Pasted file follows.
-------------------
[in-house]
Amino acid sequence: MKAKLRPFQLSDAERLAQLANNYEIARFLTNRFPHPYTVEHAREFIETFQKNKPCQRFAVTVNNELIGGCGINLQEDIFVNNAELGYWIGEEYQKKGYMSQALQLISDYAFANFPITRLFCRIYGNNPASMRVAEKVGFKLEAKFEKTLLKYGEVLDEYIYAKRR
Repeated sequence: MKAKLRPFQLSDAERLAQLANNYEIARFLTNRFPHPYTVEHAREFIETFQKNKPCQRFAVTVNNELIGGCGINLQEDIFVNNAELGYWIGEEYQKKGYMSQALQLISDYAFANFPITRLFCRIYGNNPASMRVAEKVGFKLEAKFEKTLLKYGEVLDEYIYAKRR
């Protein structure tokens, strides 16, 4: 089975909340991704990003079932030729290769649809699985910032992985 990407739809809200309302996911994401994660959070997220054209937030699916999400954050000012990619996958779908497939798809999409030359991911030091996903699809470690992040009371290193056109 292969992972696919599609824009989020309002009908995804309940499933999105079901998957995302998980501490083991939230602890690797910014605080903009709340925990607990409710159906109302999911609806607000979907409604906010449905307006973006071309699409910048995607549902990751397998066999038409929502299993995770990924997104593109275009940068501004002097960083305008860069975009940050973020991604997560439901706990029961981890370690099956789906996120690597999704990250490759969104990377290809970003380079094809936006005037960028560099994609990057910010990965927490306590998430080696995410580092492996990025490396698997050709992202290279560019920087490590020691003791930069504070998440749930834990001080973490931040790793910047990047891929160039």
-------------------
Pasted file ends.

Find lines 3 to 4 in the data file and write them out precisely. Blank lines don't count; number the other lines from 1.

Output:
Repeated sequence: MKAKLRPFQLSDAERLAQLANNYEIARFLTNRFPHPYTVEHAREFIETFQKNKPCQRFAVTVNNELIGGCGINLQEDIFVNNAELGYWIGEEYQKKGYMSQALQLISDYAFANFPITRLFCRIYGNNPASMRVAEKVGFKLEAKFEKTLLKYGEVLDEYIYAKRR
């Protein structure tokens, strides 16, 4: 089975909340991704990003079932030729290769649809699985910032992985 990407739809809200309302996911994401994660959070997220054209937030699916999400954050000012990619996958779908497939798809999409030359991911030091996903699809470690992040009371290193056109 292969992972696919599609824009989020309002009908995804309940499933999105079901998957995302998980501490083991939230602890690797910014605080903009709340925990607990409710159906109302999911609806607000979907409604906010449905307006973006071309699409910048995607549902990751397998066999038409929502299993995770990924997104593109275009940068501004002097960083305008860069975009940050973020991604997560439901706990029961981890370690099956789906996120690597999704990250490759969104990377290809970003380079094809936006005037960028560099994609990057910010990965927490306590998430080696995410580092492996990025490396698997050709992202290279560019920087490590020691003791930069504070998440749930834990001080973490931040790793910047990047891929160039």